3D Design - April 99 - From CD to Silverscreen
3D Design - April 99 - From CD to Silverscreen
From CD to Silver Screen
Digital Anvil's popular computer game Wing Commander is winging its way to the big screen. Join us behind the scenes as we look at the transition from desktop to feature film. BY MARSHAL M. ROSENTHAL
This is a "moving" environment in the Enyo sector. The Tiger Claw is entering a pulsar singularity to jump to a different sector. The pulsar effect was created with almost 30 layers of animated go texture maps as well as live action, time-lapse footage of storm clouds. All elements were composited using AliaslWavefront's Composer software. Interactive lights were timed with the lightning flashes in the pulsar's core.
The Diligent heads full force into the Scylla jump gate, which will take it from the Sol sector to Gateway sector. Animated textures and deforming geometry helped bring this effect to life. Notice the interactive lights from Scylla on the Diligent. Very dynamic camera motion and shake were used here to demonstrate the wild forces of being pulled into the Scylla.
Below: a cross-section of the Tiger Claw.
In this early test render of one of the CG Rapiers, actual photos of live-action Rapiers were used as reference to create the texture maps for the CG model.
Two Rapiers and the Diligent begin their attack on the Kilrathi communications ship off in the distance. The Rapiers' thruster effect, one of the many automated effects built into the Rapier model, is apparent here. The animator had to move a slider to get the desired spread and intensity of the thrusters. Also notice the interactive lights and shadows across the Diligent's surface.
Exterior beauty shot of the Tiger Claw. The ship had to match exactly a physical model used for a live-action sequence of the hangar doors.
This before- and -after image presents the Kilrathi communications ship being integrated into its environment. Proper self-illumination, shadowing, and atmosphere help tie the ship into the background.
In this moving, top-down view of a Rapier landing in the runway hanger of the Tiger Claw, the Rapier is CG and the background is live-action. A lot of work went into integrating the ship by matching color, tone, and contrast as well as light and shadow placement. The wide -angle lens used in the live-action shoot also had to be precisely matched.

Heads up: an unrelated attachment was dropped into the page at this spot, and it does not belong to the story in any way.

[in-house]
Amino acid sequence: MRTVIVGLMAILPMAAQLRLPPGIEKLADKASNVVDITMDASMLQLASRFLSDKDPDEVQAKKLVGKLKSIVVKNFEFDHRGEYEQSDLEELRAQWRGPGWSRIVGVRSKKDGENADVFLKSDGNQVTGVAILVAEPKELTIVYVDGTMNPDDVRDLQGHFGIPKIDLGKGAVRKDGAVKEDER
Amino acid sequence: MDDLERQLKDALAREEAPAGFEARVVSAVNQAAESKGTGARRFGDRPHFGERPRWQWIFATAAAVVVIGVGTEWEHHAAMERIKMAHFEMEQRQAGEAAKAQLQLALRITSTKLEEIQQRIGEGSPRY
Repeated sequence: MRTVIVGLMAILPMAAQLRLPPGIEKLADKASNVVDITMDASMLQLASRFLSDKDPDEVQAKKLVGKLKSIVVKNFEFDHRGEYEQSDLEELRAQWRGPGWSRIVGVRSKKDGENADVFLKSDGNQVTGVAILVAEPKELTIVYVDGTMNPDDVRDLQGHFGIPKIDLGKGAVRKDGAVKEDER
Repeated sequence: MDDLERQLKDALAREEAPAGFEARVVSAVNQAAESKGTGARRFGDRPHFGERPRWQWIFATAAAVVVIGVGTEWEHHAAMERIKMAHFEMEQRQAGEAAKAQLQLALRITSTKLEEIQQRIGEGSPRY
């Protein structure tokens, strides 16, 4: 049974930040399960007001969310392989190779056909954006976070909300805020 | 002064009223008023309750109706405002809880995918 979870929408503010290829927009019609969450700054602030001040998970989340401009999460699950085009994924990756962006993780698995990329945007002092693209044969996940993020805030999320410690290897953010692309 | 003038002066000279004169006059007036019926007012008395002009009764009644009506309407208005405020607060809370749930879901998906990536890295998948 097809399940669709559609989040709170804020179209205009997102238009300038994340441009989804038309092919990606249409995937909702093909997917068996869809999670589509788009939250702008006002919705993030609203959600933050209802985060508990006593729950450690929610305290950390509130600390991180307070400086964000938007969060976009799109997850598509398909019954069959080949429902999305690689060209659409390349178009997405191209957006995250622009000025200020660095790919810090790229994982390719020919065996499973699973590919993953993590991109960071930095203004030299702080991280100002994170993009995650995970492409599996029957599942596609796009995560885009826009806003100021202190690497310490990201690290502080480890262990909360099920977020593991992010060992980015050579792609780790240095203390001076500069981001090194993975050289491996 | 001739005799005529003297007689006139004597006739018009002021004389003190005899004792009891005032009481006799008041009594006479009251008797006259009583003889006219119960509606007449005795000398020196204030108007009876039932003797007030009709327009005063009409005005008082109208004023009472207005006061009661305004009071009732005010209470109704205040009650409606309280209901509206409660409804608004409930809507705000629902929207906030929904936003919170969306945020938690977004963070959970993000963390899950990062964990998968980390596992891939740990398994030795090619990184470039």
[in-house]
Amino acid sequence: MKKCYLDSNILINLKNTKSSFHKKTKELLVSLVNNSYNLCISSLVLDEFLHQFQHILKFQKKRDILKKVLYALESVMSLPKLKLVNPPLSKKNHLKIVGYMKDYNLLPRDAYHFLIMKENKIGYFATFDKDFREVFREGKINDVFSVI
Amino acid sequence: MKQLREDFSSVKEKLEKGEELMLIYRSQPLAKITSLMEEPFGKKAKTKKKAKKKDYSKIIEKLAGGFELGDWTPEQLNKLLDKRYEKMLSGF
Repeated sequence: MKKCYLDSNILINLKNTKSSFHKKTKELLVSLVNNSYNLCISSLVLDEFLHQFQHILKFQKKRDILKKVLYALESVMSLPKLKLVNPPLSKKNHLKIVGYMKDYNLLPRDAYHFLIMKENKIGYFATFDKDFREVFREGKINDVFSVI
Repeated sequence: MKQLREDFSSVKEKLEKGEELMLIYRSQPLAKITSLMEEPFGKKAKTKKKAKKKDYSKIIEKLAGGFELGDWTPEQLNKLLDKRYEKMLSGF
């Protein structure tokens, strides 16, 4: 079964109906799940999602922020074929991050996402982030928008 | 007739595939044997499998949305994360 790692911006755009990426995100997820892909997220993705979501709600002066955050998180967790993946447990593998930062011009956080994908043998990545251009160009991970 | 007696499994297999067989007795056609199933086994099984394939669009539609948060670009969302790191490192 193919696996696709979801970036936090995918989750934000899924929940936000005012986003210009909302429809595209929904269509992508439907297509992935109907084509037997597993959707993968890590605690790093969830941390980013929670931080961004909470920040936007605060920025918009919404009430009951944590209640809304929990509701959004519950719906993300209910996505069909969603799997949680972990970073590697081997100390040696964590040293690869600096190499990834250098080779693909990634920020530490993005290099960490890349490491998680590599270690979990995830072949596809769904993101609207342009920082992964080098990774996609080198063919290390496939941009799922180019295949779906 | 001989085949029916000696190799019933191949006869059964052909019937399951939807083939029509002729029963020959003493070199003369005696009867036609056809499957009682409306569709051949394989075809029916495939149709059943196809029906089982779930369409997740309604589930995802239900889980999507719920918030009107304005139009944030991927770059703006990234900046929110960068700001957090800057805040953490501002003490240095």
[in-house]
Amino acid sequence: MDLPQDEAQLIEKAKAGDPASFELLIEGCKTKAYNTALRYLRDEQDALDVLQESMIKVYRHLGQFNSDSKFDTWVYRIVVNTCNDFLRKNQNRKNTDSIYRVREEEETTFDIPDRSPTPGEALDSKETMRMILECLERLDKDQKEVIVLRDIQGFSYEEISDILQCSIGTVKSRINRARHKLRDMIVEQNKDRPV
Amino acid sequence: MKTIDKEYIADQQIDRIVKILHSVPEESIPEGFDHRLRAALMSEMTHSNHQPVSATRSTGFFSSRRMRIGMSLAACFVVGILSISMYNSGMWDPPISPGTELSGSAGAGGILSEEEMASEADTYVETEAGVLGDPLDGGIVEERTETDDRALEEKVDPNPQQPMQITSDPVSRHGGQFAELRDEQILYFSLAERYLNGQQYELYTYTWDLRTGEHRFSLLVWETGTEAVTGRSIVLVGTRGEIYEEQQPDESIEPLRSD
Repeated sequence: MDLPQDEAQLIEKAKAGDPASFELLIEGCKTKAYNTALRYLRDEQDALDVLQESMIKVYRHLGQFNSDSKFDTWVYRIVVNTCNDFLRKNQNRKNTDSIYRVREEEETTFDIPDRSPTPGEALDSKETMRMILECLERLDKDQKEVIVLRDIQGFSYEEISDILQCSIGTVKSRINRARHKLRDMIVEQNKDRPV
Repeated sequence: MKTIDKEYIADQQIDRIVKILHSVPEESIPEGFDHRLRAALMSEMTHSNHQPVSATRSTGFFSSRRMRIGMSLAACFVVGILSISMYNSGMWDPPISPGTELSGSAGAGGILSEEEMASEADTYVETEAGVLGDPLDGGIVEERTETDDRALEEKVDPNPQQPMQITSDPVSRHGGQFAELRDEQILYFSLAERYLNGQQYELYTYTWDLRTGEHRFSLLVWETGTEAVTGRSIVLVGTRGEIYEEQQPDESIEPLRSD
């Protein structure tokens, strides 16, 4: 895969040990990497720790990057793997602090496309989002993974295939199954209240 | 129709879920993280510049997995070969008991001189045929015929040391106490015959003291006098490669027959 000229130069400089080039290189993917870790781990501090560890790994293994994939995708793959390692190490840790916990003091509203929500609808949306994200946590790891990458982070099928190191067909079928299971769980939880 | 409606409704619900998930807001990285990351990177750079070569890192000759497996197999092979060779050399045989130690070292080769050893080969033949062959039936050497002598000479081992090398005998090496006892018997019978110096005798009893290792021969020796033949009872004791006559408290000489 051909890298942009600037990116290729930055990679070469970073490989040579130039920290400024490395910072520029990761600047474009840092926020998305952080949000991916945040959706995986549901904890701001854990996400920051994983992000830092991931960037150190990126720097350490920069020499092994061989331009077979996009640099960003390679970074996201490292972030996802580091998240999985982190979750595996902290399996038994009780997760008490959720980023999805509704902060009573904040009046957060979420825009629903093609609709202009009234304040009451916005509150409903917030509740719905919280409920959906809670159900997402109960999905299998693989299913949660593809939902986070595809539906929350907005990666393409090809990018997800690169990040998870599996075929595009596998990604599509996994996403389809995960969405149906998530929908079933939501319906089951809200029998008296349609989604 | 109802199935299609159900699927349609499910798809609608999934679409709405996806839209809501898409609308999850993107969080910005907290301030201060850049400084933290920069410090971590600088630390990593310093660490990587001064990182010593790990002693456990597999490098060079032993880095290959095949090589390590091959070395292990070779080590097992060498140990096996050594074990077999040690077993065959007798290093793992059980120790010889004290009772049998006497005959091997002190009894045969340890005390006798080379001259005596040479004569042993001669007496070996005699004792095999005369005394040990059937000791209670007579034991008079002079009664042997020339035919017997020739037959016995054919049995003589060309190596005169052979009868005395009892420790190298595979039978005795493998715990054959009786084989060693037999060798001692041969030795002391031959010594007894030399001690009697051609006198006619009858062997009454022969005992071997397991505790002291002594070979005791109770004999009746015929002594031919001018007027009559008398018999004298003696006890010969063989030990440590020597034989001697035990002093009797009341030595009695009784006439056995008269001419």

Perhaps no one should be surprised that Hollywood has found a popular computer game to morph into a movie. But Wing Commander is surprisingly well suited for the big screen, thanks to realistic computer graphic (CG) effects that translate the action from the computer screen to the silver one.
Wing Commander the movie shows a grittier reality than most of today's space warfare films. In his $27 million production, director Chris Roberts' vision of fighting vehicles in the year 2654 is more World War Il epic than Star Wars serial. Roberts (also creator of the Wing Commander game series) presents a future that discards the sleek, designer look of science fiction we are used to seeing in films and replaces it with a vastness filled with quasars, nebulae, brown dwarf stars, planets, moons, asteroid belts, and neutron stars all vying for attention in full detail and color. Wing Commander may be high-tech, but Roberts' universe still comes down to soldiers crowded together in war-torn, battle-scarred ships, fighting their way through hell.
To create this universe requires the computing power of Austin, Texas-based Digital Anvil (www.digitalanvil.com), a company that has both created computer games and produced bleeding edge digital effects for film productions. Digital Anvil began creating Wing Commander's CG effects with animatics and storyboards two months before principal photography began in early 1998. Tom Dadras, Digital Anvil's digital effects supervisor, said that it wasn't just a matter of creating the effects in isolation. These effects ultimately had to be integrated with live-action scenes, including full-size space fighters in battle sequences. The director of photography got involved to ensure that the Kodak film stock used would mesh with the look of the digital effects so that the live and CG action would blend together seamlessly.